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Old guy on Pointe?

Old Ballet Guy

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After 5 long years, my teacher has asked me if I'd like to try going "En Pointe". I am excited by her offer, but should I take her up on it? I'm a 55 year old guy who loves ballet and I have worked very hard. I often joked that my goal was to be the oldest guy ever on Pointe, and now I've reached that goal, my confidence is lacking. Any advice or words of wisdom?

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Well, Old Ballet Guy, even most all of us who danced on pointe for many years have given it up well before the age of 55! Personally, I do not think it is a good idea for anyone to start pointe at that age, male or female, however, if your teacher has invited you to try it, and you trust this teacher, and you really want to do it, then, it's your life and you are an adult. Make your own decision. :rolleyes::thumbsup:

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My gut says I'd like to give it a try and I certainly have no plans to perform on Pointe or make it a serious part of my life. I'll just consider it an adventure in the wonderful world of ballet.

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I've been taking a weekly beginning pointe class, in regular technique shoes. (Most beginners attend this class in technique shoes for a few months before getting pointe shoes, to build up the right kind of strength.) It's been very good for me to develop both strength and control of what my feet and toes are doing.


But I have too many adult friends who complain recreationally about their pointe shoes - how much they hurt, how bad they fit, how many different ones they have tried, how expensive they are, ... even if I could, I have zero interest in putting those things on my feet! Fortunately, no matter how hard I try or how much stretching I do, my feet will never be arched enough to get over the box. So even though I'm nearly 10 years older, your record will be safe from me.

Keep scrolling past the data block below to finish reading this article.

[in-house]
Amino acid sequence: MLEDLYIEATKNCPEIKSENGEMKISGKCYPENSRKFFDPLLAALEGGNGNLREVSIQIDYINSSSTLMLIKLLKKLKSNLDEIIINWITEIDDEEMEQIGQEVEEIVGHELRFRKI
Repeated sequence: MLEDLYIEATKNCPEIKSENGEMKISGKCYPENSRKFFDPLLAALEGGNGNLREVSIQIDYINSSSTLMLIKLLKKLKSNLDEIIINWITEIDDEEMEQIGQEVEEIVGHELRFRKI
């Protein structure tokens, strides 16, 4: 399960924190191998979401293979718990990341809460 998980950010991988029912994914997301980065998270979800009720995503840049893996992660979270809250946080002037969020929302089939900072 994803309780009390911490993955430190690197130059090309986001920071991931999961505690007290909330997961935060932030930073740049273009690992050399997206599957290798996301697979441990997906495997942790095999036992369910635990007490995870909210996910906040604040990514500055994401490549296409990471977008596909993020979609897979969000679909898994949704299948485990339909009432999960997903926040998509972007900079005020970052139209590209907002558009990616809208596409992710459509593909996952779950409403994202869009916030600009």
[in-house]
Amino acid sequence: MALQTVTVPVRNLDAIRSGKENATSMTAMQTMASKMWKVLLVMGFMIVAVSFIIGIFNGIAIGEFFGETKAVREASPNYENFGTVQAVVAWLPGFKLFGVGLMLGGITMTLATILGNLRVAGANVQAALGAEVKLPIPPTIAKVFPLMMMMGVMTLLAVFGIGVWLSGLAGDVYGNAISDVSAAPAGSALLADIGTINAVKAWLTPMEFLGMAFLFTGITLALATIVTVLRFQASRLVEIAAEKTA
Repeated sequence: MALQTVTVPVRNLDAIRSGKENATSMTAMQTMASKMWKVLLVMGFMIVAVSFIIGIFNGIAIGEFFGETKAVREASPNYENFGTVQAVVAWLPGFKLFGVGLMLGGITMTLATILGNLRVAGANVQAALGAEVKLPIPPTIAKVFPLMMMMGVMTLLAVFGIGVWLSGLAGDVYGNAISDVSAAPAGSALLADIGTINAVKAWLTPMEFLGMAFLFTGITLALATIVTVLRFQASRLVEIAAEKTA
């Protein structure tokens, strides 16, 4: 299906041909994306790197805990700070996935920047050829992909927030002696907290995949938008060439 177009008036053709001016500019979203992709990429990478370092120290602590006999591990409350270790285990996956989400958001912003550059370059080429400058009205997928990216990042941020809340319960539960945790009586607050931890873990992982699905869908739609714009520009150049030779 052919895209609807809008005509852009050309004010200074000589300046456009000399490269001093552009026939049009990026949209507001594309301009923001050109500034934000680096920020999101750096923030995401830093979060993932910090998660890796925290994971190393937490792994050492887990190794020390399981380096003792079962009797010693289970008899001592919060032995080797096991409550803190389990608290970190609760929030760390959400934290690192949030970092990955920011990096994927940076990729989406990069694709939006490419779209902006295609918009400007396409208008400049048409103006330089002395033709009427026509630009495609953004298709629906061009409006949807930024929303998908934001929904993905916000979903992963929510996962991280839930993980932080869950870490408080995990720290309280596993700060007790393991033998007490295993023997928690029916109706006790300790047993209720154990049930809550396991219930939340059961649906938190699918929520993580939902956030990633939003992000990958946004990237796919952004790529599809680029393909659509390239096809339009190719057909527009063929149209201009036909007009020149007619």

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  • 1 month later...

I'm a so called "mature dancer", since I started at about 50....

a few months ago (now I'm 55) teacher allowed some of us to try pointe: we started slowly, just half an hour per week, with both hands at the barre, but I must sayt that, with due caution and prudence, I'm really enjoying the experience .


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  • 1 month later...

Well I'll add a bit on the "men on pointe" theme as it was active some time ago, when I started doing pointe a bit (at about the age of 55).


Our teacher in a mixed level class had pointe exercises at the barre then continuing into the centre for about ten minutes in all. She encouraged the men to join in, which I did, partly out of curiosity, and also so as not to feel left out.


Glad I did it, glad I stopped, and so on. Yes, it satisfied my curiosity. It gave me a glimpse of what women go through. It helped enormously with getting the feel of how to hold my leg muscles when the foot is extended - this is the really positive value that came out of it, a lesson I remember to this day.